Pinhole Photography by Aurelio Bormioli

Pinhole Photography

Aurelio Bormioli was born in Savona in 1969. Since he was a child, he was interested in photography thanks to his father who was an amateur photographer.

As years went by, he attended workshops with many famous sector experts, such as Ivano Bolondi, Pino Ninfa, and Ernesto Bazan. Nowadays, he works with a professional Nikon equipment, although he usually uses films as well, especially pinhole cameras, that are strongly admired by Aurelio.

Pinhole Photography

I became interested in photography thanks to my father. When I was a boy, I was fascinated looking at him, when in the armchair he checked his equipment and cleaned the lens. We often went on trips in Italy or abroad and when coming back, as soon as possible, we projected our slides on the screen. It was a family practice to live beautiful memories. In 2000, I started my collaboration with a friend of mine, the owner of a photography studio. This completely changed my perspective: I started learning with him and perfecting my abilities.

Later I examined in depth my passion attending workshops with some the most famous experts, such as Ivano Bolondi, Pino Ninfa ed Ernesto Bazan. Since 2008, I’ve been interested in pinhole photography. Nowadays I’m working with a Zero 2000 6×6 and a Zero 6×9 Multi Format camera, using both a black- and- white and a color film.

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The photographs composing this portfolio are realized using this technique. My favourite subject is nature in all its forms. Sea is the most fascinating element for me: I’m attracted by its beauty and size, its silence when it’s flat and its thunderous roar when it’s stormy. Another theme, which is often present in my photographs, is trees, I like walking through forests alone. In these cases the camera employed is a Zero 2000 6×6. It is a teak wood box, using a 120 film, a 25 mm focal lenght and an f/138 lens aperture. As a viewfinder I usually use a card with a square part made of transparent plastic. A light meter, a solid tripod, and a cable release are fundamental. I usually employ 6×6 Ilford Delta 100/400 or Kodak T-Max 100/400 medium size films.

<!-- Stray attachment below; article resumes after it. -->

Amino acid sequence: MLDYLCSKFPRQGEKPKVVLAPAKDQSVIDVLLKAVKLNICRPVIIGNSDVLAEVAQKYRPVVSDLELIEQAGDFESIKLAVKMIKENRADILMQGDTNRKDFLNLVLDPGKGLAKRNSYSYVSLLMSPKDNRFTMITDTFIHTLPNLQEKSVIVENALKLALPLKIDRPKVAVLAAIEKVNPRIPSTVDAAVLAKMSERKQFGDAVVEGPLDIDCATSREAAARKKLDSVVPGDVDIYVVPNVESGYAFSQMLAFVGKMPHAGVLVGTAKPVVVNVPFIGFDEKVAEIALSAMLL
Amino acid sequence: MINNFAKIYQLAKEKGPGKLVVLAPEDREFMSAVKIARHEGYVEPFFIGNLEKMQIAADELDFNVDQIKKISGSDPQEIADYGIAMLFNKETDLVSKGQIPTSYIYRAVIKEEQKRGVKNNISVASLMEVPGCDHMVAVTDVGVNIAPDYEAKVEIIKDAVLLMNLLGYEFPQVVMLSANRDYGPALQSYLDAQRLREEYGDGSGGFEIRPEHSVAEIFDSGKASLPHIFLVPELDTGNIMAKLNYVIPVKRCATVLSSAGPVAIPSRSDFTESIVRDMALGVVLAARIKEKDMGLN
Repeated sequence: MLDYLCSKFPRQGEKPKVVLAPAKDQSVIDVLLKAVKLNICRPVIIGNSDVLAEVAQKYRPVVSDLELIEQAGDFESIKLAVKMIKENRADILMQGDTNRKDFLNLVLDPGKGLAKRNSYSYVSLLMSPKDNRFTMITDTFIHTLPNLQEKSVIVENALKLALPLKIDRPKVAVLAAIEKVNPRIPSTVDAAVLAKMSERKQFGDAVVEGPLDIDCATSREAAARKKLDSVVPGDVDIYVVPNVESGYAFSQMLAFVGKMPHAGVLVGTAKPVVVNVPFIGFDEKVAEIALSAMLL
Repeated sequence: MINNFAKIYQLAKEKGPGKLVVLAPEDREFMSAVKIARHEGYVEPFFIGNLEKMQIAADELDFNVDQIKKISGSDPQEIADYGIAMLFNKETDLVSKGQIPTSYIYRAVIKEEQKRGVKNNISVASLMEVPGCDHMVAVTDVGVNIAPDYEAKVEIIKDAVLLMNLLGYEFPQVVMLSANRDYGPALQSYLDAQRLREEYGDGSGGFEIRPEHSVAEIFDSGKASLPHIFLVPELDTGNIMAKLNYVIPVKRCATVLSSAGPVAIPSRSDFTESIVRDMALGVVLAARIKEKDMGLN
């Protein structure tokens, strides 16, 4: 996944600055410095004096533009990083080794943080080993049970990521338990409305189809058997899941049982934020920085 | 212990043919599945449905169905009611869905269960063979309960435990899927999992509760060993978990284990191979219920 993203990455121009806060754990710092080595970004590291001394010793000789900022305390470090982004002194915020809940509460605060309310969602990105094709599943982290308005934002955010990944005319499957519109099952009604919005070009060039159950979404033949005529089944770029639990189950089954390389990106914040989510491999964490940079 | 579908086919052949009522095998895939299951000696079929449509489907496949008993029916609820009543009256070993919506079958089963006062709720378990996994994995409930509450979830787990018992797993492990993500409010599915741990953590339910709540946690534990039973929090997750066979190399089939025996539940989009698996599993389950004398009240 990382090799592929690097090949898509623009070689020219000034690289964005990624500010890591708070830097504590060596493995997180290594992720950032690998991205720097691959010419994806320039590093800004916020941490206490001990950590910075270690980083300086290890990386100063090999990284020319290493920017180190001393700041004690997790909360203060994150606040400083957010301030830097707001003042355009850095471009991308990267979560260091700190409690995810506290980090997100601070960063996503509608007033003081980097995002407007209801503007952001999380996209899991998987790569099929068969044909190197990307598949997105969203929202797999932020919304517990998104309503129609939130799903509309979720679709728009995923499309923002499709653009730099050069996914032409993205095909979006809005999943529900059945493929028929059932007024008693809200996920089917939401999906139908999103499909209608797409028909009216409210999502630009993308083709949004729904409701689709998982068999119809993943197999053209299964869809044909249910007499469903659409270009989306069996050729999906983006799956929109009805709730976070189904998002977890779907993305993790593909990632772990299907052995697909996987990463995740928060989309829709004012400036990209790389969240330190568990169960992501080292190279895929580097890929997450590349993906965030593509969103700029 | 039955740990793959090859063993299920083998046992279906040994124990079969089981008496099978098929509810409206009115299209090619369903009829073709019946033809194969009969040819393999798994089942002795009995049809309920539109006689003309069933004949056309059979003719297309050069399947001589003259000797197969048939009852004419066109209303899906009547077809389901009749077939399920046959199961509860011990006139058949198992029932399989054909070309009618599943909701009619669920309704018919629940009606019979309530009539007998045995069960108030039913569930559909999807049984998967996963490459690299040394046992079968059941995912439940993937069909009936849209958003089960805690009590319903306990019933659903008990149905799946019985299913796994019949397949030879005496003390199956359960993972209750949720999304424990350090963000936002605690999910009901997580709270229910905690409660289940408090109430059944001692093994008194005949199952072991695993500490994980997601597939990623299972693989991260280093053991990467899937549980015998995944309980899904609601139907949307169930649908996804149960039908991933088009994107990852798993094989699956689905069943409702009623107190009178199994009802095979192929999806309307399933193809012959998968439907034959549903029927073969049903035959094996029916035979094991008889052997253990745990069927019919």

To define the exposure time, on the back the Zero 2000 camera has two golden disk- shaped buttons. The lower button represents times, the higher one lens apertures. You measure light with the light meter and then you align the two buttons, therefore you can find the exposure time corresponding to the f/138 lens aperture. As a consequence, the reciprocity failure problem arises. When the exposure time exceeds 2 seconds, the film doesn’t react as you expect because of its organic chemical composition.

If, for instance, I evaluate a 10 second exposure time, the resulting picture will be surely underexposured. This is due to the fact that the relations between times and lens aperture is not valid as the exposure time becomes longer. To obtain a right exposure time, you should apply specific coefficients; for instance supposing a 10 second time, the coefficient should be 5x. This means that the right exposure is 50 seconds.

Pinhole photography has a particular appeal because of time. While you are waiting for your shot, you are completely  absorbed by the context. Moreover, low definition is not a weakness. Together with square format, and long exposure time it makes photos unique, living in a timeless space between reality and immagination.[Official Website]

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